According to the latest installment in the US Pedestrian Danger Index (PDI), walking in Orlando is like going on a roller-coaster with no safety equipment on.

The PDI is made by the National Complete Streets Coalition (NCSC), being an integral part to the annual Dangerous by Design report that investigates city safety and limits when taking pedestrians into account.

“We are allowing an epidemic of pedestrian fatalities, brought on by streets designed for speed and not safety, to take nearly 5,000 lives a year; a number that increased six percent between 2011 and 2012,” said Roger Millar, director of the NCSC. “Not only is that number simply too high, but these deaths are easily prevented through policy, design, and practice.”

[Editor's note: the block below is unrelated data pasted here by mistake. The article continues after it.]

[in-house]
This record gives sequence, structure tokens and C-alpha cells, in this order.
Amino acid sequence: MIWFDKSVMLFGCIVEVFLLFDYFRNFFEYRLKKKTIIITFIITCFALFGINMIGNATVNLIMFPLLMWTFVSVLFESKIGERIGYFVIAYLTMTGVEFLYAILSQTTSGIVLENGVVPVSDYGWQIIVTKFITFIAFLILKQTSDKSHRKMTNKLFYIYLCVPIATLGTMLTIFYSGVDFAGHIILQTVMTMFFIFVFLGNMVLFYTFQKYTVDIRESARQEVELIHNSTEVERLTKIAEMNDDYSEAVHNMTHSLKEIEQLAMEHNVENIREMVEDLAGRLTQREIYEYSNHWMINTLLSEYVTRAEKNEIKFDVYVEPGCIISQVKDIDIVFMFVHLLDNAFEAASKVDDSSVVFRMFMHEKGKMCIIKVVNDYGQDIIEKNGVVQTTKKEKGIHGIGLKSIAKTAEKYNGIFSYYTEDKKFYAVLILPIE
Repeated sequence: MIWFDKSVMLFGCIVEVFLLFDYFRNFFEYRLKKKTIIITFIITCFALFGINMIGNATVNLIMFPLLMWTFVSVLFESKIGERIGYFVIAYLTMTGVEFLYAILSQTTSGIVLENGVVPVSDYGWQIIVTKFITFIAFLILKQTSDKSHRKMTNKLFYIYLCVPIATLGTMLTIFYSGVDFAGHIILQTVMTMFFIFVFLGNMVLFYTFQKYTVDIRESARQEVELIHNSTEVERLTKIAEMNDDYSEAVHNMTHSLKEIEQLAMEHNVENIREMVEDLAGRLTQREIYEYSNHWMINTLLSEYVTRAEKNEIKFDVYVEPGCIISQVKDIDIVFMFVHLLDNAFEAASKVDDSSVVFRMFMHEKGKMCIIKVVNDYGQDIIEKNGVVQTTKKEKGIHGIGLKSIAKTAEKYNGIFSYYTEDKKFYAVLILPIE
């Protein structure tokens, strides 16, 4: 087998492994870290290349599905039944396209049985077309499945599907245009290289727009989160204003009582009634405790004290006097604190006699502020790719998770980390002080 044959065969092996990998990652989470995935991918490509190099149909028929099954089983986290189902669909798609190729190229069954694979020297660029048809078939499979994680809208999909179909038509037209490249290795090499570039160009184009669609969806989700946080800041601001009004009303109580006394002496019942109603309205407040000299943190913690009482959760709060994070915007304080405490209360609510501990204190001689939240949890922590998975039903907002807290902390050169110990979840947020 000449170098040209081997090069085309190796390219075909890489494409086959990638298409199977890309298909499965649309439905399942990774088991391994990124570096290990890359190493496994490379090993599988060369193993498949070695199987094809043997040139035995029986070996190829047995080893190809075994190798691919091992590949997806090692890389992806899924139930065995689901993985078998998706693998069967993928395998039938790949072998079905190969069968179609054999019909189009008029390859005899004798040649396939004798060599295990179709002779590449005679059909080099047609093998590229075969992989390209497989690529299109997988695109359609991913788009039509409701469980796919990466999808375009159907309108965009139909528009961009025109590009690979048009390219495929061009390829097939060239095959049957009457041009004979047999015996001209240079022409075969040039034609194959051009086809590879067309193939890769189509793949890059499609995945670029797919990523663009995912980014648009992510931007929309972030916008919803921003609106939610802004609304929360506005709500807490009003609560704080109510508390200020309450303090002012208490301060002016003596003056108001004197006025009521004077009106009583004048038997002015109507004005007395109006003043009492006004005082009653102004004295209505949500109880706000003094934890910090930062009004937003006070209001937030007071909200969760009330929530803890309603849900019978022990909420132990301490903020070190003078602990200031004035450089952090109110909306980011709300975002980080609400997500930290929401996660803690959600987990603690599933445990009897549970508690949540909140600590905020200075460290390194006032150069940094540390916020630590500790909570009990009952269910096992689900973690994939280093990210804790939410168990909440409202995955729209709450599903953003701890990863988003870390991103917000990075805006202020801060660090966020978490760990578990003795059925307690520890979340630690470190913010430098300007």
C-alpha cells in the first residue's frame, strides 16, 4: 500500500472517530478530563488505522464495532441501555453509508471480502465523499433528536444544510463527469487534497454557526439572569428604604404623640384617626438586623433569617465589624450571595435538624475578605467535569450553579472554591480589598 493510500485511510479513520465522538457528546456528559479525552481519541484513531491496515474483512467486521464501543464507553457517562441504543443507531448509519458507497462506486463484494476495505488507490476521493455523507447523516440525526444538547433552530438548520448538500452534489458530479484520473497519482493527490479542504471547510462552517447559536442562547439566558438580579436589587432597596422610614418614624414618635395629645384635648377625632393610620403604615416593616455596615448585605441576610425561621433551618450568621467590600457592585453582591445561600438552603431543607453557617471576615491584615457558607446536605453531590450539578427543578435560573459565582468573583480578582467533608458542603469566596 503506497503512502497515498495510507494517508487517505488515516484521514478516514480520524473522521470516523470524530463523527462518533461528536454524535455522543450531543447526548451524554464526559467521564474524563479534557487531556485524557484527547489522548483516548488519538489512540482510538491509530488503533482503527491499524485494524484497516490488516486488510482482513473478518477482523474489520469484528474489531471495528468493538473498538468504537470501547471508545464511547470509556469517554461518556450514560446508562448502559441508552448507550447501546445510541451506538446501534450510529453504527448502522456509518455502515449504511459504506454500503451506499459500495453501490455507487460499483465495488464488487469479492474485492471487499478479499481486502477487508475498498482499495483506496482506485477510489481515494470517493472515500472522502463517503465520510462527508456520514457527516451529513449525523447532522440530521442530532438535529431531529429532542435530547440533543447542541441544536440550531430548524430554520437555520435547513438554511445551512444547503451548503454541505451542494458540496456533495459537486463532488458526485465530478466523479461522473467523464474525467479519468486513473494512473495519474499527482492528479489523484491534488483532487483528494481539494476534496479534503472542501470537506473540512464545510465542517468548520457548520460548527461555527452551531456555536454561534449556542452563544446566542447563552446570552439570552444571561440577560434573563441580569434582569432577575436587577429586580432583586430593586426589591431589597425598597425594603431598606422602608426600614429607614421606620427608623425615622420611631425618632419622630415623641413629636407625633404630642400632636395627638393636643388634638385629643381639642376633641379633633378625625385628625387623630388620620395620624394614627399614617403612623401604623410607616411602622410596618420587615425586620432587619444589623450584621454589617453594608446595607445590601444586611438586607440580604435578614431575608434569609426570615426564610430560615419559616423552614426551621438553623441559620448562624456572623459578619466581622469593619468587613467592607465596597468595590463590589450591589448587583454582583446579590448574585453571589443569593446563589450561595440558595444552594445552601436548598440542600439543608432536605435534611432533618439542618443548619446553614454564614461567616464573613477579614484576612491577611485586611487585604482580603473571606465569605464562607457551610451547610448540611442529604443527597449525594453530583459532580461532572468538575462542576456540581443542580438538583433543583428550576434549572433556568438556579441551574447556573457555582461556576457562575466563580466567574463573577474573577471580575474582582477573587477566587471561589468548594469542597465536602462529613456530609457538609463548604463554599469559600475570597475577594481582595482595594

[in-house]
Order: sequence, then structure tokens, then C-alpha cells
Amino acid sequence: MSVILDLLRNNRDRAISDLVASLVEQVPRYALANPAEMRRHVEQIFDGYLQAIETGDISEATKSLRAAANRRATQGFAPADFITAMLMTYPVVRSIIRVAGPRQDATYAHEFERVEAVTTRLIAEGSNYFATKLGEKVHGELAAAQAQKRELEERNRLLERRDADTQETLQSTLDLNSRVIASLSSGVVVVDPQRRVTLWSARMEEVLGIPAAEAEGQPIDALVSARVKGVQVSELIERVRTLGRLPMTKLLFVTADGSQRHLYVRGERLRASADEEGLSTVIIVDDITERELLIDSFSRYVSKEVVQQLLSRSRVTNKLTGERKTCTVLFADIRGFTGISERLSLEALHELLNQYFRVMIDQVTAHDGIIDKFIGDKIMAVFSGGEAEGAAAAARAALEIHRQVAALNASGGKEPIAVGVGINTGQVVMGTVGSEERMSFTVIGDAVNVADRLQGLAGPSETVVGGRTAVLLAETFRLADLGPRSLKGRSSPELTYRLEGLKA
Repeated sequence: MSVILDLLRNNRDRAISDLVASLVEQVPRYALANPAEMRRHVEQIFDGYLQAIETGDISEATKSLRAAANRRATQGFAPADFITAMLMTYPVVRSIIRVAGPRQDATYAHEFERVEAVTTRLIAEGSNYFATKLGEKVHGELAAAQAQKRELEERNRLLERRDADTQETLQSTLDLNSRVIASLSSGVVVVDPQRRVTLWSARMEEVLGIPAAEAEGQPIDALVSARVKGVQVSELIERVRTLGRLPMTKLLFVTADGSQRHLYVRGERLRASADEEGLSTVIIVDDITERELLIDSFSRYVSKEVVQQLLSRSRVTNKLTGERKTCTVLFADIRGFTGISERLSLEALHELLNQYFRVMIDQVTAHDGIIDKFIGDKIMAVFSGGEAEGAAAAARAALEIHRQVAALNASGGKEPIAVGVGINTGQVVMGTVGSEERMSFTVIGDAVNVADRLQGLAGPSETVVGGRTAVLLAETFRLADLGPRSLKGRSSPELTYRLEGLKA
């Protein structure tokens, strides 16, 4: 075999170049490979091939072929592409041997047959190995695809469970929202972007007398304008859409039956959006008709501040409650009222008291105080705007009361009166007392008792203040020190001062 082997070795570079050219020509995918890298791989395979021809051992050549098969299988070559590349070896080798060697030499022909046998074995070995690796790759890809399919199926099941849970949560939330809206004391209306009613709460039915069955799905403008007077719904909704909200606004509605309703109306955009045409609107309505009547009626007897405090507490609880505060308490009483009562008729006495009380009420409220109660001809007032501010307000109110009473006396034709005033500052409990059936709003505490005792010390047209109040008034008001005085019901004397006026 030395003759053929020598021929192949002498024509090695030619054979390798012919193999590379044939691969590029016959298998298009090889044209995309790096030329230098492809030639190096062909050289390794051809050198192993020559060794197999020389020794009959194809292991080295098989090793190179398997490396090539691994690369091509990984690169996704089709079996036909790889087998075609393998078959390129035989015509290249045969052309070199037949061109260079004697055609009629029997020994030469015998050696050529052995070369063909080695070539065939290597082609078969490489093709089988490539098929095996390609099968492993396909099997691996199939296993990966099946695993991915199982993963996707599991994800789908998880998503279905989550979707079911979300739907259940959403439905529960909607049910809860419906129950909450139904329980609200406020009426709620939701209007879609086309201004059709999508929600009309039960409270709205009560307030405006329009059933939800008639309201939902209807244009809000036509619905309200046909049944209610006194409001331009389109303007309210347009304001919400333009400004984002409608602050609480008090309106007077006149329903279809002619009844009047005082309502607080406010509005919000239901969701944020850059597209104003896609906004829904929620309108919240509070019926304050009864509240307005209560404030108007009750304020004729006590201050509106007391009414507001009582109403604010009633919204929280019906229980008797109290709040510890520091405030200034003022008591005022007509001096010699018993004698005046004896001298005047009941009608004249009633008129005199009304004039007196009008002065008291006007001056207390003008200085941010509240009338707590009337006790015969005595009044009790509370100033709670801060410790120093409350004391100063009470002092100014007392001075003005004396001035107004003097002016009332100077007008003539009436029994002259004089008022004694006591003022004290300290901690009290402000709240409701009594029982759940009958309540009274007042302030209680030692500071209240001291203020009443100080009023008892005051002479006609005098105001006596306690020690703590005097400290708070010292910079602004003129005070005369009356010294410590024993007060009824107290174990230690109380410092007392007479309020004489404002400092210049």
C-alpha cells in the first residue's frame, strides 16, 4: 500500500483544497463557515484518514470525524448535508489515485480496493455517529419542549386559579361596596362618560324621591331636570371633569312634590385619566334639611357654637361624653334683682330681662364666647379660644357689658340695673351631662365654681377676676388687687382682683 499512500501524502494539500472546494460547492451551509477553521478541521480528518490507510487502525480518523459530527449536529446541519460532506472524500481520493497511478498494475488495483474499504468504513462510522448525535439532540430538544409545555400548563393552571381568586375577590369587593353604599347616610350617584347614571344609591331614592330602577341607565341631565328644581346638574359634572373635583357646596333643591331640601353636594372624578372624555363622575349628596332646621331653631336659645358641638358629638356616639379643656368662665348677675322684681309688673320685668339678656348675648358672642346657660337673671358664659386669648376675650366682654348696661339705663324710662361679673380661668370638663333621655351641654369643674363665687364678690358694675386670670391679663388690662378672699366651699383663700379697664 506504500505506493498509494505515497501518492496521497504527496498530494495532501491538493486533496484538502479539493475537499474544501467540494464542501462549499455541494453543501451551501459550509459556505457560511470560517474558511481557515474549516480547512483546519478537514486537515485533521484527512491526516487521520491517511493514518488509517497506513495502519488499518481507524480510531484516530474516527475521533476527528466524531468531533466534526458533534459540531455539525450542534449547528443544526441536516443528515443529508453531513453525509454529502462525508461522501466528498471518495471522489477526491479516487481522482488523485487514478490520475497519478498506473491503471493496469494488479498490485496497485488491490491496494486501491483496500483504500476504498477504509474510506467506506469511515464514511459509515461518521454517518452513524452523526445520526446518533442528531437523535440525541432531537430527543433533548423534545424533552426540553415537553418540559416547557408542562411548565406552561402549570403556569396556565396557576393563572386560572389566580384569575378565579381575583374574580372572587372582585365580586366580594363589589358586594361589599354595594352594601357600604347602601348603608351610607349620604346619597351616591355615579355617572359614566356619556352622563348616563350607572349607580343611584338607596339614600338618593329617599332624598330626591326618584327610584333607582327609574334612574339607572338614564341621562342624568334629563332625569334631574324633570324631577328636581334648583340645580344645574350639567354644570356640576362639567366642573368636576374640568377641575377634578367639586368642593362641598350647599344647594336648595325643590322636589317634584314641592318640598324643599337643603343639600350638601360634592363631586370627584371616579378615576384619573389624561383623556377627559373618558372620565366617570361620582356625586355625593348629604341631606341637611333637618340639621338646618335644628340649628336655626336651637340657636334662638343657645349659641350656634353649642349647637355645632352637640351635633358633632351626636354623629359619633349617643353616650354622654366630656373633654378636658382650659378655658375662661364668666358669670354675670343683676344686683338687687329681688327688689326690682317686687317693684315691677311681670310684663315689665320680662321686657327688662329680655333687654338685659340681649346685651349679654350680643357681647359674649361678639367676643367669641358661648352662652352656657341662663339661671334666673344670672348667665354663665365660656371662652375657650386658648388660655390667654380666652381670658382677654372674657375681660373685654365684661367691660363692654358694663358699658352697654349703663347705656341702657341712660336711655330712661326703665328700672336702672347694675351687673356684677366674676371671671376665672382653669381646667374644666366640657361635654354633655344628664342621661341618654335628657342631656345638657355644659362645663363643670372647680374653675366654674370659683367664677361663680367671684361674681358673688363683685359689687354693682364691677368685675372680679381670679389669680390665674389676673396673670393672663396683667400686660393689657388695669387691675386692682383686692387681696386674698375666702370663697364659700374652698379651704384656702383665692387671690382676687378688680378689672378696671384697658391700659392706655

On a US national level, in between 2003 and 2012 there were 47,025 pedestrian fatalities, and around 676,000 injuries, which tallies to a PDI of 52.2 – that means annually out of 100,000 people there is a 1.56 pedestrian fatality rate.

Taking that into account, the annual PDI for Orlando is close to five times higher, at 244.3. Following closely were Tampa, Jacksonville and Miami – all belonging to the state of Florida. Naturally, the state was first, with a rating of 168.6, followed by the states of Alabama (125.2), Louisiana, South Carolina and Georgia.


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